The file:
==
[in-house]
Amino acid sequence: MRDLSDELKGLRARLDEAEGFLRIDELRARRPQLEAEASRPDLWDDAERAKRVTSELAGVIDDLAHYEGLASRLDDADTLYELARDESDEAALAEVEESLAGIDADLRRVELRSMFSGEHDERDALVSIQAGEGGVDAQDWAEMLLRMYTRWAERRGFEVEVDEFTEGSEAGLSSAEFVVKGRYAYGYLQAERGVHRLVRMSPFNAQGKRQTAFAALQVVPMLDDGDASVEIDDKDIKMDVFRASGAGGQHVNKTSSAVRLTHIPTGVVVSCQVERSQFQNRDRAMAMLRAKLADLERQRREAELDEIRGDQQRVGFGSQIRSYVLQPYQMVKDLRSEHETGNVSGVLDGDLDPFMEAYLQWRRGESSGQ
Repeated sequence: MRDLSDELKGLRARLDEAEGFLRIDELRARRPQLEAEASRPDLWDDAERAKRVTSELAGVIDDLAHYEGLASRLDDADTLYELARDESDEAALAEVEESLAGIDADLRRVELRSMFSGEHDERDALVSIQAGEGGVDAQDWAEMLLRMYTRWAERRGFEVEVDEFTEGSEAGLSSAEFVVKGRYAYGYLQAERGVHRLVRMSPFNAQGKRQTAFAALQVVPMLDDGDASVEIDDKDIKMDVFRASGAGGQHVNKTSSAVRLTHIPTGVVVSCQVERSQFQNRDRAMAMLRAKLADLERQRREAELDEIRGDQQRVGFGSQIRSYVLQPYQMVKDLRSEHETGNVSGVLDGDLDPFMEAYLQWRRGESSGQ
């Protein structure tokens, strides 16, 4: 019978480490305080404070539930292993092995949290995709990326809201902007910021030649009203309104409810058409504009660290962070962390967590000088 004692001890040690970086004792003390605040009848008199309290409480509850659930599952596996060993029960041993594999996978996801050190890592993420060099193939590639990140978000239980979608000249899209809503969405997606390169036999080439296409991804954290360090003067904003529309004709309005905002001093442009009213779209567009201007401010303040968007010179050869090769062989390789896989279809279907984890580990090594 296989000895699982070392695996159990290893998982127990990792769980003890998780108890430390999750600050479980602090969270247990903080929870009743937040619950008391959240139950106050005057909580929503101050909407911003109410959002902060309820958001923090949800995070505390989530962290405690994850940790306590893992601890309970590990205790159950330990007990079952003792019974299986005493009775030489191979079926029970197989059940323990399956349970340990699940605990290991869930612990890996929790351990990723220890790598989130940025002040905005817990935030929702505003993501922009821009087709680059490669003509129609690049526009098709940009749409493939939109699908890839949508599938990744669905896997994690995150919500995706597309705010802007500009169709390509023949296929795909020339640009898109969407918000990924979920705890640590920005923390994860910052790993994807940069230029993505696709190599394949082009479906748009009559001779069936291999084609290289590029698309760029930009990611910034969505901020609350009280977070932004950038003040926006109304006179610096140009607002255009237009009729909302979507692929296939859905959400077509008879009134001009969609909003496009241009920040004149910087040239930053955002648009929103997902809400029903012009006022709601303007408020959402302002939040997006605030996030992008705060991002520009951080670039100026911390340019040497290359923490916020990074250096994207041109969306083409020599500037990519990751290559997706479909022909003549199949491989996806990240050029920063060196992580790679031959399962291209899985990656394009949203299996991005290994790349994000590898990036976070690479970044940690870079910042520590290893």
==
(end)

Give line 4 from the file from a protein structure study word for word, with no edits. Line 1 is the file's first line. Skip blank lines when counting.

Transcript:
């Protein structure tokens, strides 16, 4: 019978480490305080404070539930292993092995949290995709990326809201902007910021030649009203309104409810058409504009660290962070962390967590000088 004692001890040690970086004792003390605040009848008199309290409480509850659930599952596996060993029960041993594999996978996801050190890592993420060099193939590639990140978000239980979608000249899209809503969405997606390169036999080439296409991804954290360090003067904003529309004709309005905002001093442009009213779209567009201007401010303040968007010179050869090769062989390789896989279809279907984890580990090594 296989000895699982070392695996159990290893998982127990990792769980003890998780108890430390999750600050479980602090969270247990903080929870009743937040619950008391959240139950106050005057909580929503101050909407911003109410959002902060309820958001923090949800995070505390989530962290405690994850940790306590893992601890309970590990205790159950330990007990079952003792019974299986005493009775030489191979079926029970197989059940323990399956349970340990699940605990290991869930612990890996929790351990990723220890790598989130940025002040905005817990935030929702505003993501922009821009087709680059490669003509129609690049526009098709940009749409493939939109699908890839949508599938990744669905896997994690995150919500995706597309705010802007500009169709390509023949296929795909020339640009898109969407918000990924979920705890640590920005923390994860910052790993994807940069230029993505696709190599394949082009479906748009009559001779069936291999084609290289590029698309760029930009990611910034969505901020609350009280977070932004950038003040926006109304006179610096140009607002255009237009009729909302979507692929296939859905959400077509008879009134001009969609909003496009241009920040004149910087040239930053955002648009929103997902809400029903012009006022709601303007408020959402302002939040997006605030996030992008705060991002520009951080670039100026911390340019040497290359923490916020990074250096994207041109969306083409020599500037990519990751290559997706479909022909003549199949491989996806990240050029920063060196992580790679031959399962291209899985990656394009949203299996991005290994790349994000590898990036976070690479970044940690870079910042520590290893």